Whittling the hundreds of millions of dollars of projects submitted for Michigan's share of stimulus funds down to the money available looks like it is going to be a tall order.
The Livingston Press and Argus came up with an estimate of $231,697,739 for Livingston County projects. By my count, it is more like $321,735,065 because I counted projects by state agencies that are intended to benefit Livingston County -- Michigan Department of Corrections, Michigan Department of Transportation, Michigan Department of Natural Resources, as well as some by private agencies such as hospitals and wireless internet providers. Even that higher tally leaves out the multiple projects of South Lyon Community Schools, which covers part of Livingston County but is also in Oakland County.
Livingston County policymakers stuck mostly to the pragmatic, which means pothole fixing and energy conservation work. We can use plenty of both. Our roads are in terrible shape, as we all know. And energy conservation projects have a big payback for local units of government such as schools.
But it would be a shame if all the stimulus money went to just those two sectors of the economy. After all, the New Deal wasn't just the Civilian Conservation Corps, as valuable as that was. It also included the arts -- beautiful murals painted in post offices, incredibly haunting photos of people suffering through the Great Depression, some of the music of Woody Guthrie, and the WPA interviews with former slaves that are one of the most valuable archives in existence for understanding slavery. People in lines of work other than construction need jobs in this economic downturn, too.
And taxpayers need to get lasting value from the projects -- like those CCC parks projects and WPA sidewalks that are still in use. The projects also should benefit all segments of society -- children and the elderly, not just downtown businesses. They should not duplicate efforts or facilities, and they should help move the nation forward into the 21st century.
That said, there isn't much to pick from among Livingston County's proposals that go beyond the literal shovel-ready type projects.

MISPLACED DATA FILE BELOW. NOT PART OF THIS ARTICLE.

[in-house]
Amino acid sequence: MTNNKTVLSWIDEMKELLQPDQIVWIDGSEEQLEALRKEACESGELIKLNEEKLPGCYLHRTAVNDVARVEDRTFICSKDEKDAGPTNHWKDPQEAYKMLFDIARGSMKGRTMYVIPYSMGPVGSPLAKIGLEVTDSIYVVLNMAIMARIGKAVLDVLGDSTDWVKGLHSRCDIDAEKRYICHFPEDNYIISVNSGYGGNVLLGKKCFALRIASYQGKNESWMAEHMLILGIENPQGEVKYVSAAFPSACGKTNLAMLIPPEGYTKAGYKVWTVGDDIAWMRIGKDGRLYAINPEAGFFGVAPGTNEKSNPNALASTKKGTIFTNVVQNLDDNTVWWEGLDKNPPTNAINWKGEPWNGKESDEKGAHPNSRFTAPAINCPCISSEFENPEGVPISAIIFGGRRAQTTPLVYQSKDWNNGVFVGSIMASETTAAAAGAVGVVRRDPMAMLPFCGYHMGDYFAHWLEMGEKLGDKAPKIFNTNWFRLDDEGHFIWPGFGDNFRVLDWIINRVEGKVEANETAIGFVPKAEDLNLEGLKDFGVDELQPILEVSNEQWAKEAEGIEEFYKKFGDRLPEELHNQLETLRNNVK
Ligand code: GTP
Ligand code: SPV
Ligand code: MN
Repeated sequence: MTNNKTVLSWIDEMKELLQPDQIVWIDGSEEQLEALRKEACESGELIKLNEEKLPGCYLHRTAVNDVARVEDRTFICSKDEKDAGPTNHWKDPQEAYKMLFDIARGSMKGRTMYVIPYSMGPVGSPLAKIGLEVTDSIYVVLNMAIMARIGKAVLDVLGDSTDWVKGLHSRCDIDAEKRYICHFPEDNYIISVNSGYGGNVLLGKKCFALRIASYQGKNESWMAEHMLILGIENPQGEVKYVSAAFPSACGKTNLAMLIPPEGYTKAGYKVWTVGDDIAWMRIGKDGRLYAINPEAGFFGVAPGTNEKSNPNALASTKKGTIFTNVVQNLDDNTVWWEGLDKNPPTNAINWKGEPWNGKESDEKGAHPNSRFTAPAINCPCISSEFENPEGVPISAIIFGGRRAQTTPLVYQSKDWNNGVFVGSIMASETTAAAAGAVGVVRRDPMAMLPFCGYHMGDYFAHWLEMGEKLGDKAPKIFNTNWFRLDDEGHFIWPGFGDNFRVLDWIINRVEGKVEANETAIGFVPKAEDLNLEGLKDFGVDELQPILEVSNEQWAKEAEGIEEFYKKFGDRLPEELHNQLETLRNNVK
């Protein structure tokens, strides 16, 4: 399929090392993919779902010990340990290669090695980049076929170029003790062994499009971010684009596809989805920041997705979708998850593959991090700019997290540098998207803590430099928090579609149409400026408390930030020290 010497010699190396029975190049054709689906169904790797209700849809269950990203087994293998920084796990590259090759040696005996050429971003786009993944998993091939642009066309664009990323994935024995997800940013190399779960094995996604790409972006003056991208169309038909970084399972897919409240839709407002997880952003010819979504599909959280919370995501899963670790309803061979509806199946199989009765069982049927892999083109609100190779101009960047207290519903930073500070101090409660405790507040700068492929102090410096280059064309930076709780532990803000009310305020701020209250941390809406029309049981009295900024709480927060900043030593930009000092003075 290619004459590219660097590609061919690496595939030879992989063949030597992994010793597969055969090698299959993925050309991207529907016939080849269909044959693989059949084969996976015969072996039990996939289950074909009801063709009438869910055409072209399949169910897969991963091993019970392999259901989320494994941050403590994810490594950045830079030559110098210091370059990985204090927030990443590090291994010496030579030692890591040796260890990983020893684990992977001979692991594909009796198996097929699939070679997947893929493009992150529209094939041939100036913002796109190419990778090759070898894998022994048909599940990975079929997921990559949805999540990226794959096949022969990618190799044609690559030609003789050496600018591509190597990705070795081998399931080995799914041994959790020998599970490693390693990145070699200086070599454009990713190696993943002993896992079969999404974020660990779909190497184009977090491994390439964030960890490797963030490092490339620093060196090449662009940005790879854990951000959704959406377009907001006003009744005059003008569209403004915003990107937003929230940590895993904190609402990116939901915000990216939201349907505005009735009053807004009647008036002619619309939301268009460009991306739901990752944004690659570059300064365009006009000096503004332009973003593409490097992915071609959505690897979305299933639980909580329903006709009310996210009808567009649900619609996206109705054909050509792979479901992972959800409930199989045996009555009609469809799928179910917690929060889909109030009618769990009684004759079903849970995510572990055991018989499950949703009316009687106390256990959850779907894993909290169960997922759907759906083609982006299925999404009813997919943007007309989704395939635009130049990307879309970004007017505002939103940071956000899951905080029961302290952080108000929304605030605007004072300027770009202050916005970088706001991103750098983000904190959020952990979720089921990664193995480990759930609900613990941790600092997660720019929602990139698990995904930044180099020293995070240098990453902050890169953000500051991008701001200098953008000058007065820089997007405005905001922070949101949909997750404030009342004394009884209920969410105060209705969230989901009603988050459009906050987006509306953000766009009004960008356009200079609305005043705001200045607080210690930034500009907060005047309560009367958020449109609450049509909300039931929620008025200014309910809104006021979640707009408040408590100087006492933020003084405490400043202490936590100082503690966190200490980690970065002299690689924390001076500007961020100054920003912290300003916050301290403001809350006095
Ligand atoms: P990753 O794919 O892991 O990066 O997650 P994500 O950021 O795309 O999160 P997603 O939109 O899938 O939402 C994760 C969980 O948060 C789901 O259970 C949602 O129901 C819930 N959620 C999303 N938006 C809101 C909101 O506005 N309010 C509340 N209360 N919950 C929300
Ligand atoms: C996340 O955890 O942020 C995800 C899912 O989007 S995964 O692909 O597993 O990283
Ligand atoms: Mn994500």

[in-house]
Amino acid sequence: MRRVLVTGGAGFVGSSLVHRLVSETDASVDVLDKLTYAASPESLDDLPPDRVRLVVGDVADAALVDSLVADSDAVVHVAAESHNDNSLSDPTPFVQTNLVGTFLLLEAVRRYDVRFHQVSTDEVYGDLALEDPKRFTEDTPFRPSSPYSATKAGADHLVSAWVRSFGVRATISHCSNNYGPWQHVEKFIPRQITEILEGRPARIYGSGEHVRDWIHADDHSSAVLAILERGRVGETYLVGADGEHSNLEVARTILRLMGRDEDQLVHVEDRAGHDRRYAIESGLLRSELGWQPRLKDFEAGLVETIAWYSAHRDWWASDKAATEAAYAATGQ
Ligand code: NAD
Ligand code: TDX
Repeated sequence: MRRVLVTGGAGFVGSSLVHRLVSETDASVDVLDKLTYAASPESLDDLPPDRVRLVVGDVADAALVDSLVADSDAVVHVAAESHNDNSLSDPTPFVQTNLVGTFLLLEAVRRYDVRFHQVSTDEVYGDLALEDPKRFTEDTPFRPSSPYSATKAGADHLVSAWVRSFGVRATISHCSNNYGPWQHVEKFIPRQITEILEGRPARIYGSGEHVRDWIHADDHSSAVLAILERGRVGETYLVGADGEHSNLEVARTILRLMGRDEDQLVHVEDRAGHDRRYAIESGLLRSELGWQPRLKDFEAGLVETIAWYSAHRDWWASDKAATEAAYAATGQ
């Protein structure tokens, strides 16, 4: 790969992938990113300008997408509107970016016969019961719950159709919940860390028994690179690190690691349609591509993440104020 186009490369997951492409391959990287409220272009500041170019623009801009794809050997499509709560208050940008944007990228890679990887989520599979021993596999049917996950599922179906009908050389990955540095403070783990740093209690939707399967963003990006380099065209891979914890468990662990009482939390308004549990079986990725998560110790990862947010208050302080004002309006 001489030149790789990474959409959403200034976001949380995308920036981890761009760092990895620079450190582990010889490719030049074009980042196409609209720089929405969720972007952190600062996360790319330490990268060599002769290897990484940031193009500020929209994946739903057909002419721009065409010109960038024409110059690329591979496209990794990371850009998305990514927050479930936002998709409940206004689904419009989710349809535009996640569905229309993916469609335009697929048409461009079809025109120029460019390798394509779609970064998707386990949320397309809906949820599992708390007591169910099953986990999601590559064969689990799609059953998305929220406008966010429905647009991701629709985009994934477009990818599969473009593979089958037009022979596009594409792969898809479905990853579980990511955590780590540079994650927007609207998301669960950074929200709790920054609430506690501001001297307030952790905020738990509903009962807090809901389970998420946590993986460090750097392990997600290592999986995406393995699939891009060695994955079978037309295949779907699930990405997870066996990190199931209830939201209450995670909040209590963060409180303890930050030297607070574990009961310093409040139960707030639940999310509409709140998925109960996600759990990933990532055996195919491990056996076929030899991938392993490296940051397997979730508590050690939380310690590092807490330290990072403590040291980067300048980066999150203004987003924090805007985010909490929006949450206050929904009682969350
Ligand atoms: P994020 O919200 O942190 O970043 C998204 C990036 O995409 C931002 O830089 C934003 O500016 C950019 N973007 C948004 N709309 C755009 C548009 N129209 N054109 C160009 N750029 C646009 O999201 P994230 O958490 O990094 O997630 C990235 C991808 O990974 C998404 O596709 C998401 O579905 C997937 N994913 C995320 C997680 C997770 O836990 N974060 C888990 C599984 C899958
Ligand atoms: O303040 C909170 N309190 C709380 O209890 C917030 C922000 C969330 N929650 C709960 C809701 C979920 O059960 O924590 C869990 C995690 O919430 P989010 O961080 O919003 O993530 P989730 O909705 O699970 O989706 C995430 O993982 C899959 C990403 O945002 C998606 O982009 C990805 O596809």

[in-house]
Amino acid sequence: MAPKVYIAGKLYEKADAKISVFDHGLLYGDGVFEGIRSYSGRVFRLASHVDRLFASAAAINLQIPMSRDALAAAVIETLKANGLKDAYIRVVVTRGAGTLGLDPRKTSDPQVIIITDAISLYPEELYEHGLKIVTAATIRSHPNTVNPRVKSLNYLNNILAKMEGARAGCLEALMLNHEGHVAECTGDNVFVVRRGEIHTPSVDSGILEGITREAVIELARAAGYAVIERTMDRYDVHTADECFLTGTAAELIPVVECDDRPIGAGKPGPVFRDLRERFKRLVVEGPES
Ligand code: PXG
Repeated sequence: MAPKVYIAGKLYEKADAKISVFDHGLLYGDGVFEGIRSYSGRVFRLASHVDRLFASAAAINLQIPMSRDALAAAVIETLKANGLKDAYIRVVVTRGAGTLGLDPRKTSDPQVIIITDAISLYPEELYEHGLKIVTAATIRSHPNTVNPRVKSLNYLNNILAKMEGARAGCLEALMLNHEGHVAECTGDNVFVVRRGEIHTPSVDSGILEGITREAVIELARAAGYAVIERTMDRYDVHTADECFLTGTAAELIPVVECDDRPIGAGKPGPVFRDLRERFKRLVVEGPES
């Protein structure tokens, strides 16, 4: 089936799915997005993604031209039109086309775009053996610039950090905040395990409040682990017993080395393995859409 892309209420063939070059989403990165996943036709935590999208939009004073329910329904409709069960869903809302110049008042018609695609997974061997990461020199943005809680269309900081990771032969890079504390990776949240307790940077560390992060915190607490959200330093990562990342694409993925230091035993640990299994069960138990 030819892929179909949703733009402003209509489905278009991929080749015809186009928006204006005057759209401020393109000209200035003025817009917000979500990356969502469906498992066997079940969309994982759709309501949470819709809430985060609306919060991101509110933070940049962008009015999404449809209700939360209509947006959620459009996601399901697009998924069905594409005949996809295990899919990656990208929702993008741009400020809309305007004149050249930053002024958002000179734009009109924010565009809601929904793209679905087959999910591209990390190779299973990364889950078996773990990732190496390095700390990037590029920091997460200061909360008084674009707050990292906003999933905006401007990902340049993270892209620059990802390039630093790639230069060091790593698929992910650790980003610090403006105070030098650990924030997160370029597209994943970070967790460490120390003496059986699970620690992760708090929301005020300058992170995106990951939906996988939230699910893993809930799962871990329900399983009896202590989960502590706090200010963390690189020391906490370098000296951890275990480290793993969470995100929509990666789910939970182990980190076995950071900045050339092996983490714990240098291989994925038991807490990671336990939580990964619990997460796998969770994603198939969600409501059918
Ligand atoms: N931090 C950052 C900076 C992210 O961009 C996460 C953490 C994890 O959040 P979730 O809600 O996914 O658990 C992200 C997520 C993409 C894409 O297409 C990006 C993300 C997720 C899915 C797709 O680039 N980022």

The Livingston County Road Commission listed 15 projects, all small-potatoes type resurfacing. The list does not seem to be particularly well balanced -- six of the 15are in Cohoctah Township.
Municipalities listed a number of street and road projects, too, as did the Michigan Department of Transportation. Rep. Cindy Denby even had the nerve to ask for $5.1 million for work on the intersection of Interstate 96 and M-59, even though her party opposes this bill because it's only "spending."
Short-sighted as usual, the Livingston County Commission failed to request funds for the Ann Arbor-Howell commuter rail line known as WALLY, but others did. The city of Howell seeks funds for building five stations for the project (listed at $3.75 million under Washtenaw County's request) and MDOT seeks $7.1 million for other aspects of the project.
Schools put energy conservation projects -- more efficient boilers, better windows, etc. -- on their lists, but other types of "green" projects were lacking. Putnam Township is seeking $20,800 for a recycling project, but Recycle Livingston, which is in dire financial shape, requested nothing.
Recreation-oriented projects were few and far between. Some tennis courts in Howell and some work on the Lakelands Trail are a few examples. The Department of Natural Resources picked up the slack for the local lack of initiative with campground, playground, and other improvements in area recreation areas. Unfortunately, this also included funds for improvements around the controversial Island Lake shooting range.
A few other projects fall into the recreation/arts category -- the Howell Historic Society seeks an unspecified amount for renovaton of the old depot downtown, the Livingston Arts Council asks for $10.8 million to finish restoration of the Howell Opera House, and Michigan Information Exchange wants an unspecified amount for a museum-type expo near I-96 and U.S. 23.
Some projects seem unnecessary. Cheryl Stockwell Academy wants $20 million to build a new high school, when Howell has one going unused. We don't need to duplicate facilities. And as far as drainage for a new shopping center which was on the list -- do we really need more retail facilities right now when existing businesses lack customers? The millions for the Howell airport benefits too few people to justify the $3.45 million requested. And surveillance cameras for downtown Brighton conflict with democratic values of a free society.
Not a lot of original thought went into these projects. They appear to be things that were already in the planning stages rather than dreamed up merely to get federal money. They reflect communities that are having trouble maintaining what they have and that reduces the likelihood of wasteful projects.
But that tendency to color only inside the lines results in some big gaps. I didn't find any projects aimed at a project for the elderly, even though services for them have been cut locally. Libraries must have everything they need because projects for them are lacking, too.
Some of these projects may already have been selected for funding. Gov. Jennifer Granholm announced Thursday (Feb. 19, 2009) that some $853 million in road projects have been selected. And the regional planning agency of which Livingston County is a part, SEMCOG, will set priorities for some of the funding.
Most of these projects won't be funded, at least by the stimulus package. Their completion will come only after years spent on the priority list of entities with budgets that can't keep up.